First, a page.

None of these are necessarily mutually exclusive.  Thoughts and ideas welcome.

Intriguing idea: Charter Cities

Why is it that in hundreds of cities around the world, average citizens can own and use cel phones every day, but don’t have electricity or running water in their homes? They have a new, 21st century technology, but not a late-19th century one.

From this premise, Stanford University Economist Paul Romer develops an explanation, and then a solution in one of the most intriguing lectures I’ve watched in a long time.  See it here: or here.

Romer’s explanation for this dichotomy is poor rules.  Poor rules that create an unstable foundation for any kind of personal economic security.  For example, in some countries governments insist that utility companies offer electricity (or land-line phone, or water) at a particular, subsidized rate that doesn’t begin to cover their costs.  Therefore, these providers have no incentive to sign more people up, or even ensure the service doesn’t go out.  Changing the poor rules is tough, since thousands or millions of citizens as well as corporations rely on the cheap power, even if it is unreliable.  There is no easy path out for a country under this system.  (Cel phone operations, by contrast, tend to be market-based in much of the world.)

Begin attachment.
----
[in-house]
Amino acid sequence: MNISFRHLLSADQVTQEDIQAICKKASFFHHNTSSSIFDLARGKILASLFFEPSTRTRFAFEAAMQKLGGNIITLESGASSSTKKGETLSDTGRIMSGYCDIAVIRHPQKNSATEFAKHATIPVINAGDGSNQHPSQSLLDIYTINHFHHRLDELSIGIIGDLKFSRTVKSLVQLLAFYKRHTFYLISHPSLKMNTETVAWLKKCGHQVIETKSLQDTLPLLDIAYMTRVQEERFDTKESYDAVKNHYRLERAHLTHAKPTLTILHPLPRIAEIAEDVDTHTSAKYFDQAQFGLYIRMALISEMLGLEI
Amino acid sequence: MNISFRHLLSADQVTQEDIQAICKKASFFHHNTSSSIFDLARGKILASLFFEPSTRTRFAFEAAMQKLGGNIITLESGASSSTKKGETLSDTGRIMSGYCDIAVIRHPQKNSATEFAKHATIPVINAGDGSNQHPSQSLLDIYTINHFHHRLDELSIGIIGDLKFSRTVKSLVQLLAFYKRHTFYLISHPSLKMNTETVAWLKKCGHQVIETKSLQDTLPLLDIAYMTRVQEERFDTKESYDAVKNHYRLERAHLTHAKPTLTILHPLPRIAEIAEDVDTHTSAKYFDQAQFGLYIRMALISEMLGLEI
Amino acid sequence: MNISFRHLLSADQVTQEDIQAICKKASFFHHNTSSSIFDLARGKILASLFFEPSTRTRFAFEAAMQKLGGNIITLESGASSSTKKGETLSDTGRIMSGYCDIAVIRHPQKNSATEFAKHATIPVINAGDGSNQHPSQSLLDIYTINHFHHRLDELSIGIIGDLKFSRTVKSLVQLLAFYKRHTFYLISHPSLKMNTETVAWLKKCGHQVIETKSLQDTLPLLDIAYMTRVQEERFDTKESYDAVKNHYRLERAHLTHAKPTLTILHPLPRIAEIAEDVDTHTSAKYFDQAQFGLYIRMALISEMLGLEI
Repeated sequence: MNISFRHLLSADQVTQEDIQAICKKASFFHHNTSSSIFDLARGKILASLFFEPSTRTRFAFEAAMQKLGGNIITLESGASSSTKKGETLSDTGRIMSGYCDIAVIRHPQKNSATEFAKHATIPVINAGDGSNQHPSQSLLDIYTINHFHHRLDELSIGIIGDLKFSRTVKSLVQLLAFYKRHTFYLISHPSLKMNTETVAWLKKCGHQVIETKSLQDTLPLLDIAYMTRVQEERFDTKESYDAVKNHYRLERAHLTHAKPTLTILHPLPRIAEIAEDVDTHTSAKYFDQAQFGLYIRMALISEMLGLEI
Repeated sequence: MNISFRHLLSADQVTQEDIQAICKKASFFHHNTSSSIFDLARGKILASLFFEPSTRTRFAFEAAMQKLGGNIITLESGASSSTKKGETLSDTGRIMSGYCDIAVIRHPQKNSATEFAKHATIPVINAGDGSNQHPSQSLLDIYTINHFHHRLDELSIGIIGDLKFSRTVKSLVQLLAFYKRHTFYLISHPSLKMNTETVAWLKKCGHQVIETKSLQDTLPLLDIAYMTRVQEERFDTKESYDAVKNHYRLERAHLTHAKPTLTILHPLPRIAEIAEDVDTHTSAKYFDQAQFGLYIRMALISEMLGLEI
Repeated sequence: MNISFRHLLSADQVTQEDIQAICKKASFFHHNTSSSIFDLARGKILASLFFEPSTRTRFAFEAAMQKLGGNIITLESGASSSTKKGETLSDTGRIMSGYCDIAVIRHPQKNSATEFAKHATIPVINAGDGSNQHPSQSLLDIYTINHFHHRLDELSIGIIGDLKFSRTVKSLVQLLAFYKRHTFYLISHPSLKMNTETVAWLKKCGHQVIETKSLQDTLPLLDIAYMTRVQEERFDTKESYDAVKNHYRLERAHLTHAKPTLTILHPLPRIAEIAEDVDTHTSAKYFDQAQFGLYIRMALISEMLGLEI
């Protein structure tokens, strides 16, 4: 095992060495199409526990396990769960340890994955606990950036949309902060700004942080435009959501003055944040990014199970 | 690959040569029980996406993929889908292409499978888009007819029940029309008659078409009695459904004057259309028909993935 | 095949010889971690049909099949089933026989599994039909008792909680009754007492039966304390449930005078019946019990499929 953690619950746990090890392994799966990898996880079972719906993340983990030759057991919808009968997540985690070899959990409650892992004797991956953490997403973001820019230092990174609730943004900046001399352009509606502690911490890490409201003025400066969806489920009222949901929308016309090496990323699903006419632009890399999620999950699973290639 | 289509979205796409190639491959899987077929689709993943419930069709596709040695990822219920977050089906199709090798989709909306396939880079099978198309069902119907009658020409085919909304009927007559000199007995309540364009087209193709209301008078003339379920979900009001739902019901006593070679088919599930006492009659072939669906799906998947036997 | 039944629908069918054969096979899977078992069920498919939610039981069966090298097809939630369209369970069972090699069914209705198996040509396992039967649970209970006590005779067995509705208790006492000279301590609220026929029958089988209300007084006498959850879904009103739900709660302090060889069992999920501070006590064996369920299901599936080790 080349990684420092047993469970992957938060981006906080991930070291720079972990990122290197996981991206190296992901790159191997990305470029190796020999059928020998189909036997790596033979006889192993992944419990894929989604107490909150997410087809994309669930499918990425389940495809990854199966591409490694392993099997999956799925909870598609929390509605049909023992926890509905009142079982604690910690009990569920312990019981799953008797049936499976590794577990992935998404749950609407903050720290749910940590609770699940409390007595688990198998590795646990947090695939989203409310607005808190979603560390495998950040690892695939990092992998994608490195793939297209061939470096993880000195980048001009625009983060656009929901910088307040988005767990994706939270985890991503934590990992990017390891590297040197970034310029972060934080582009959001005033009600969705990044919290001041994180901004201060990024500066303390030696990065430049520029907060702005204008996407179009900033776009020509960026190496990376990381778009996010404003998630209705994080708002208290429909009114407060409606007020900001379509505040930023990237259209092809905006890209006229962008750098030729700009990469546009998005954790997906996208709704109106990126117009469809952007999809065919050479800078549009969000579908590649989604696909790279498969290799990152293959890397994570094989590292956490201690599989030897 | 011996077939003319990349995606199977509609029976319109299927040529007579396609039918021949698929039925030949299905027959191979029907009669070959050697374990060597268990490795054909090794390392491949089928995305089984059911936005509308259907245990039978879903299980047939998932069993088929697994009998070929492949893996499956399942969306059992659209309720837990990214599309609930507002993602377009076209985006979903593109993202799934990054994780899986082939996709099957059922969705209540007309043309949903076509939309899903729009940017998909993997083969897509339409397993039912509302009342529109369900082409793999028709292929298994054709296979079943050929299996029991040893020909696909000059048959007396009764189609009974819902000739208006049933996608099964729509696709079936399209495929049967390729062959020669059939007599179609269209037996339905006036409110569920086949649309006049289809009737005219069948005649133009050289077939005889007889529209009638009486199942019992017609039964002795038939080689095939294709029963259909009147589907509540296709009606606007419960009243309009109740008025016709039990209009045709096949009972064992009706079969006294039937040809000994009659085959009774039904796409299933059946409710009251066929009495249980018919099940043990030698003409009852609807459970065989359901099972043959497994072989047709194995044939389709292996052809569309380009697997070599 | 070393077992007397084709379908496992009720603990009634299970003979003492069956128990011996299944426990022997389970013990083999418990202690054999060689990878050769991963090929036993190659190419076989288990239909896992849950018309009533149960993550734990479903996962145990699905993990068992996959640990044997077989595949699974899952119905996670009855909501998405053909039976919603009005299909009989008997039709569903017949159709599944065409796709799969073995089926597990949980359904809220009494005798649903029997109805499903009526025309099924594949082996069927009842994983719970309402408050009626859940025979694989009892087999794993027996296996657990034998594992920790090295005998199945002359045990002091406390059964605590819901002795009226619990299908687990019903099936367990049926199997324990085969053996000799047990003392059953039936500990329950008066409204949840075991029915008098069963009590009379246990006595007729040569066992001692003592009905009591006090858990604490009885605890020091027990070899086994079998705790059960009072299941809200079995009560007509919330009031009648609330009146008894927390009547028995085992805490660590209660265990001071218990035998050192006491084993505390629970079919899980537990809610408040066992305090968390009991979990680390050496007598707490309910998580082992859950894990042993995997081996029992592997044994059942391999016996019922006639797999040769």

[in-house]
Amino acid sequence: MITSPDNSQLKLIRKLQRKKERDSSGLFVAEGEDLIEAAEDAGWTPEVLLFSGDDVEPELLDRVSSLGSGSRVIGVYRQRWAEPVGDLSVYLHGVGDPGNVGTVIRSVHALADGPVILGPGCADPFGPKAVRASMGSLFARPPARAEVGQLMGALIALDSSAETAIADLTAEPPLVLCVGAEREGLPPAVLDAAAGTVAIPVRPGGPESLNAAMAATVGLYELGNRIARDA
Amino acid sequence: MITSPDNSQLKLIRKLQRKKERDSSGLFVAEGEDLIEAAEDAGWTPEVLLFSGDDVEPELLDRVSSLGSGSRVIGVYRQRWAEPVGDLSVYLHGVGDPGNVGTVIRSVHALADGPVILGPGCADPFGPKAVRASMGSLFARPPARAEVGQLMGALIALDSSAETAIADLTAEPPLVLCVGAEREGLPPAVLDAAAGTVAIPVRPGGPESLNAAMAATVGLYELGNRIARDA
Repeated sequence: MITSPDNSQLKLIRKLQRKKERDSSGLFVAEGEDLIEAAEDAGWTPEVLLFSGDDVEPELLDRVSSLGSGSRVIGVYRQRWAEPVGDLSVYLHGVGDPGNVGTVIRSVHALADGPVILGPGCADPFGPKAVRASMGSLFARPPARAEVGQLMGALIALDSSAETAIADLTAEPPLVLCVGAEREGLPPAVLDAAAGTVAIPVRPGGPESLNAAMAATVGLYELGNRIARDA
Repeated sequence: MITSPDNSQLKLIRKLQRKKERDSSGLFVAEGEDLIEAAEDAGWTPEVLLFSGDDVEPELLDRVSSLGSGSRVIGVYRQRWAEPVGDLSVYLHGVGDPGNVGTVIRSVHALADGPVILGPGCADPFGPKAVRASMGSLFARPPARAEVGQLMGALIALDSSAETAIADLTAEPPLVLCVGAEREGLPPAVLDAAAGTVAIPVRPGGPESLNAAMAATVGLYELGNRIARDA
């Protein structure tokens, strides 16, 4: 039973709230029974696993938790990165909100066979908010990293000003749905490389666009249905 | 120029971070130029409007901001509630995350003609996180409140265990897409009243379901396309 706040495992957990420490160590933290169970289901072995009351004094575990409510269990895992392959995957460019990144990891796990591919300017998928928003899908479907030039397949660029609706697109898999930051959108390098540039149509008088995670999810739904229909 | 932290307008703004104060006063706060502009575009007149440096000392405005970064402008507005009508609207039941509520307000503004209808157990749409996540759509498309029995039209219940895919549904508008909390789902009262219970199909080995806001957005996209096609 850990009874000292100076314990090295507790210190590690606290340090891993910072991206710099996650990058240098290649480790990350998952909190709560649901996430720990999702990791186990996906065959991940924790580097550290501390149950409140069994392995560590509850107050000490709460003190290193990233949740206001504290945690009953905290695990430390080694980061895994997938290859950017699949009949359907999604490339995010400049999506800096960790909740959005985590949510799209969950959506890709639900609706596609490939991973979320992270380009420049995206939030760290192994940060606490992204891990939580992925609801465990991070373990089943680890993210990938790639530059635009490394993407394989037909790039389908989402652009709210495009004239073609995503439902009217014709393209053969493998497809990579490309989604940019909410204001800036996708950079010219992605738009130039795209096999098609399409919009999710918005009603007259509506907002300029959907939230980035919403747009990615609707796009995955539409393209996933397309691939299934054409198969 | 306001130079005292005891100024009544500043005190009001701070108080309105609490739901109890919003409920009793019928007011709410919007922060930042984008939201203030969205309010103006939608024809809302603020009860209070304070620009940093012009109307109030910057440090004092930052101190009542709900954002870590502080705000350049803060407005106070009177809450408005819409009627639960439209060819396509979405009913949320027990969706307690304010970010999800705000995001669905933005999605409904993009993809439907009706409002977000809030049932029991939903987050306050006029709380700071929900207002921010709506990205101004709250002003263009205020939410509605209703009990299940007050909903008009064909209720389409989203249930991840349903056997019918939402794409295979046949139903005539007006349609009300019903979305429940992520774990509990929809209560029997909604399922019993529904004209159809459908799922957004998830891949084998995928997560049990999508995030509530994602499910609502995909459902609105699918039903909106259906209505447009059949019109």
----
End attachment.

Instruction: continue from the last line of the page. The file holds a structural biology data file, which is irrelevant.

Starting up a new city, with new rules, in Romer’s argument, offers a way out.  He uses the example of Hong Kong.  For much of the 20th century, under British administration, the territory experimented with “good rules” adapted from successful economies around the world.  These rules encouraged innovation, investment, and overall economic growth.  Chinese premier Deng Xaopeng recognized how successful Hong Kong had been as a laboratory and market economy based alternative system to what existed in China in the late 1990s.   Special economic zones were then established in many Chinese cities, with more market-economy based rules (such as private property, market prices for services, etc.) offering citizens the choice of whether to live their and participate, or not.   Millions of Chinese have been flocking to these cities, that offer a different future for them or their children.  We’d have to consider them a success.

Based on the Chinese success, Romer suggests other countries from Cuba to Kenya consider creating charter cities and giving their citizens and people from around the world the option to move in.  He believes that more successful states, such as Canada, would be asked to administer the zones (instead of the failed state, who would be more of a silent partner).  As part of administering the zones, these more successful countries’ (or some team of people from them) would establish the new rules.   Likely these would involve laws about the security of private property, the enforecability of contracts, etc.

Contracts to provide services — everything from infrastructure, to schools, to commercial buildings — would be offered to national or global companies.

Charter cities would offer citizens in these struggling places another option.  They could switch to living by a different set of rules, and have an opportunity to build a better life for themselves or their children.